I often enter pitching competitions, especially twitter ones, not because I expect anyone to request to see my work, (as I always think my tweets get lost in a sea of pitches) but to force me to work and improve my pitch. With Twitter pitching events you have to keep your pitch tight, distilled down to bare essence of the story, PLUS leave room for hashtags that communicate the genre, sub-genres and age group of your novel. Also many twitter pitching events allow you to pitch the same novel multiple times as long as the pitch is different. This is great for forcing me to be creative and experiment until I have an array of pitches for each project. Also the feedback of comments and re-tweets (and if I’m lucky a ‘like’ from an industry professional) help me gauge which of these pitches works the best. This can also help to reassure me which pitch to use on submissions letters.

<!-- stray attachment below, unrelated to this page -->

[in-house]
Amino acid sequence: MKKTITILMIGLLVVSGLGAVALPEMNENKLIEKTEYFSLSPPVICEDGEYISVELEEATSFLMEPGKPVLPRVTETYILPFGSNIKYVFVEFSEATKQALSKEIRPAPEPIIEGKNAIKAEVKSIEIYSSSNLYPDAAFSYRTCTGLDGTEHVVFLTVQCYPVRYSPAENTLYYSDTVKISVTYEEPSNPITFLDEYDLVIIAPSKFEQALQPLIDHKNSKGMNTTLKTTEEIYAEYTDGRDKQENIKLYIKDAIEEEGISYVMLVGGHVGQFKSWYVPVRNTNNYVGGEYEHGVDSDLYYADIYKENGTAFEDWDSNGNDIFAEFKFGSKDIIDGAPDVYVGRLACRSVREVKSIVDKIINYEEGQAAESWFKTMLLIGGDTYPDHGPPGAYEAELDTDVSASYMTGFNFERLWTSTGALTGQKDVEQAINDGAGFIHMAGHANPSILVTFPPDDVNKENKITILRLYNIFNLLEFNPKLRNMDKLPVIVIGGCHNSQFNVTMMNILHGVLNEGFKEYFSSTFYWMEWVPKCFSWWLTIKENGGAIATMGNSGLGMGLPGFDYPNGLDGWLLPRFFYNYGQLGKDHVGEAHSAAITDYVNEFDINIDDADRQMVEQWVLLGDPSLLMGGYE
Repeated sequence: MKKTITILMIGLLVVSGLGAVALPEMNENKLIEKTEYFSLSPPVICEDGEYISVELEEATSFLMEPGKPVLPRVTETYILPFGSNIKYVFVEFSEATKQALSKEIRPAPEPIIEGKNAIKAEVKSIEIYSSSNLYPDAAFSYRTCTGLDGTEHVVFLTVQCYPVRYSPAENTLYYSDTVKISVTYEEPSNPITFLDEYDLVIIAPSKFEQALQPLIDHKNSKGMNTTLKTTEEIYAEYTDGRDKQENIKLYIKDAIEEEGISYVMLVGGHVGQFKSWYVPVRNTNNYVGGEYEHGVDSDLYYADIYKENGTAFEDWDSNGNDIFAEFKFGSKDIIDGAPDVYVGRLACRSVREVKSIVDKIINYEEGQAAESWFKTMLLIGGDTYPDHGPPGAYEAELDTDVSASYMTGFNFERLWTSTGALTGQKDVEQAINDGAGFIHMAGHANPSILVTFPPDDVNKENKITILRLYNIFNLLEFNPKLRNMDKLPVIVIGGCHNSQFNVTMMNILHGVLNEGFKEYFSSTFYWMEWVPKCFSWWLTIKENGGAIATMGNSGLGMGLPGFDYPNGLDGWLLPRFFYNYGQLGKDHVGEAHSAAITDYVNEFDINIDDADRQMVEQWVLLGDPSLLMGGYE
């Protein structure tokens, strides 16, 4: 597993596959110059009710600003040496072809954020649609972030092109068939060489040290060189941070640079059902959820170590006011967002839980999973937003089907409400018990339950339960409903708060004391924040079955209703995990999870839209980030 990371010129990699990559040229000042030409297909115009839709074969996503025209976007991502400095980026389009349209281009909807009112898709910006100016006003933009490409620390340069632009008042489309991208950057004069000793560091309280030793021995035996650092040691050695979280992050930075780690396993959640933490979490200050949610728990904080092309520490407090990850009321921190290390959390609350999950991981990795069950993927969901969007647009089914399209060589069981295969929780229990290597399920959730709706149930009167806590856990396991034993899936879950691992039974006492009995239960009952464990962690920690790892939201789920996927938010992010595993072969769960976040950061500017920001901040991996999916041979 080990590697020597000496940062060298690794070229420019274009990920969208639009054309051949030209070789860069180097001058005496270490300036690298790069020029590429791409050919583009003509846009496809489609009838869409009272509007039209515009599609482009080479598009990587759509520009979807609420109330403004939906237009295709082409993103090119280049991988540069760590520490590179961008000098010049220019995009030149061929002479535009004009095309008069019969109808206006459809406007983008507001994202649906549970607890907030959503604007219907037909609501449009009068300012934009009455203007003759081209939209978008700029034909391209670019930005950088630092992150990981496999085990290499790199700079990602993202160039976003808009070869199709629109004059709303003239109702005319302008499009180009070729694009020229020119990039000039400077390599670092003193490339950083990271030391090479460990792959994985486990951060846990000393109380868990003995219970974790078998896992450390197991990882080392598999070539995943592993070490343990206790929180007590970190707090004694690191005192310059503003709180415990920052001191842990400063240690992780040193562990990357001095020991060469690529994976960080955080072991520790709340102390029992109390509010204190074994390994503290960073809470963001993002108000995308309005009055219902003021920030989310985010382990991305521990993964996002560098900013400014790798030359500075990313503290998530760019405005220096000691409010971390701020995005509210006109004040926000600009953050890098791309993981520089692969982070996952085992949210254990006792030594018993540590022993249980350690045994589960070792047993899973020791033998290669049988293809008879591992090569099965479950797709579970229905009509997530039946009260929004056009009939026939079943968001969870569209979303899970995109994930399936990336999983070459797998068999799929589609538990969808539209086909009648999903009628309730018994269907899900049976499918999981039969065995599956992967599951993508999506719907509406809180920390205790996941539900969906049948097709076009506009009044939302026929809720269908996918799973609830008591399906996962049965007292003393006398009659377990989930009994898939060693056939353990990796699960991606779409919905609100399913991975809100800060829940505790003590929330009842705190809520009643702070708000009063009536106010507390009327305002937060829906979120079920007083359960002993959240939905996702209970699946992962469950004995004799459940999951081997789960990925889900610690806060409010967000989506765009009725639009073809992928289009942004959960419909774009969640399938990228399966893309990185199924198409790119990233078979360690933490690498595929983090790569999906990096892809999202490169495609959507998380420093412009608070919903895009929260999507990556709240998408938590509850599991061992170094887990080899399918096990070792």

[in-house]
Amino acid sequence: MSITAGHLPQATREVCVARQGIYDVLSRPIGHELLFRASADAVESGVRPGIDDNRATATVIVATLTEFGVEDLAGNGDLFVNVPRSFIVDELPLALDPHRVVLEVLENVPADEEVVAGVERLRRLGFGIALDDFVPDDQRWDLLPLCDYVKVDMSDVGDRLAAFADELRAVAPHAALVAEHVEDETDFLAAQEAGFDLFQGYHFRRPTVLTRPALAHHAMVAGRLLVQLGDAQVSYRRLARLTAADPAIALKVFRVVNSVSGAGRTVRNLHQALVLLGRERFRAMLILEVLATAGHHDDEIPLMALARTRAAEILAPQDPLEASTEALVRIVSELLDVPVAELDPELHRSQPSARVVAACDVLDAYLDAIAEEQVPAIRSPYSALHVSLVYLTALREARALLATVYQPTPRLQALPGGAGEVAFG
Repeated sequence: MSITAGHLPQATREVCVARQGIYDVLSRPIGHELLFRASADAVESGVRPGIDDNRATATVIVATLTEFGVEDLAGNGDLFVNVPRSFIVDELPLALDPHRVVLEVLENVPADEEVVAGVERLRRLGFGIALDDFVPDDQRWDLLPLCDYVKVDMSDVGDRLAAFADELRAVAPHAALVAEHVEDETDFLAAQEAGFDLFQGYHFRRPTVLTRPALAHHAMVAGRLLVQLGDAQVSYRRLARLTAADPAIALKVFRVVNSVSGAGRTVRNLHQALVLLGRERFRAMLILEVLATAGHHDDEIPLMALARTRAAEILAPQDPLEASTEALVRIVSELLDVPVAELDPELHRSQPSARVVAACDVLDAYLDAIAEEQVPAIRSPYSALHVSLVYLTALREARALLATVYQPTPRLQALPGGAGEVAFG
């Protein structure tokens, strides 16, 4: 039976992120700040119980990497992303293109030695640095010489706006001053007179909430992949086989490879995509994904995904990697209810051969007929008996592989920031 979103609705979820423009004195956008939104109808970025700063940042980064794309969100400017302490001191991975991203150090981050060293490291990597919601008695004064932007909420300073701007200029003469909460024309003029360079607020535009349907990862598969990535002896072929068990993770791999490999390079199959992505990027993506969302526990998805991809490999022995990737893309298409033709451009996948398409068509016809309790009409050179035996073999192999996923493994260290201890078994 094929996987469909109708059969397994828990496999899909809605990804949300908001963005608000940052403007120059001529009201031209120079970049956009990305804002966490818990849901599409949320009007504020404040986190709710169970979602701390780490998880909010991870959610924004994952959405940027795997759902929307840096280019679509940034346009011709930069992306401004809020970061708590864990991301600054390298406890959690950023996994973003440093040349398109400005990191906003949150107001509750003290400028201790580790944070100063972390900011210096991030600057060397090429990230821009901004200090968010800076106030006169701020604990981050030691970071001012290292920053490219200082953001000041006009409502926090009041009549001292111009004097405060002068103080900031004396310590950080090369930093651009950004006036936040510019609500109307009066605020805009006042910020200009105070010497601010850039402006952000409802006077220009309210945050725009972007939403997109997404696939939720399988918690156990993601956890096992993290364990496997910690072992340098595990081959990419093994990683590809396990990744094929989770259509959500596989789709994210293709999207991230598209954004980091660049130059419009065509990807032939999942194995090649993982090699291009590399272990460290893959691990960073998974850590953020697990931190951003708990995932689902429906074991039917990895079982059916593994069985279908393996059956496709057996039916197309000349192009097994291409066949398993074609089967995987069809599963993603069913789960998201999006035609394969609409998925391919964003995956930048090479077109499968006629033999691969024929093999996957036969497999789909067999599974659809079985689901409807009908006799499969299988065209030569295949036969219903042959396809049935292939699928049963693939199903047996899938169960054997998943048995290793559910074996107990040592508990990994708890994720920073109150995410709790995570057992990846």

Pitching at the 2019 Golden Egg Academy Big Honk Competition 


So I tend to do a lot of pitching events and I have more often than not had at least one ‘like’ from an industry professional, opening up an opportunity which after I’ve researched them, and I am ready, can be seized.

I have also had some luck with other pitching competitions, at SCBWI and Gold Egg Academy events, some of which have resulted in requests to see manuscript , which has been great - always a little confidence boost if nothing else!

With my prize for winning ten word pitching comp at the 2019 SCBWI Winchester conference.


Here some of my tips for penning pitches…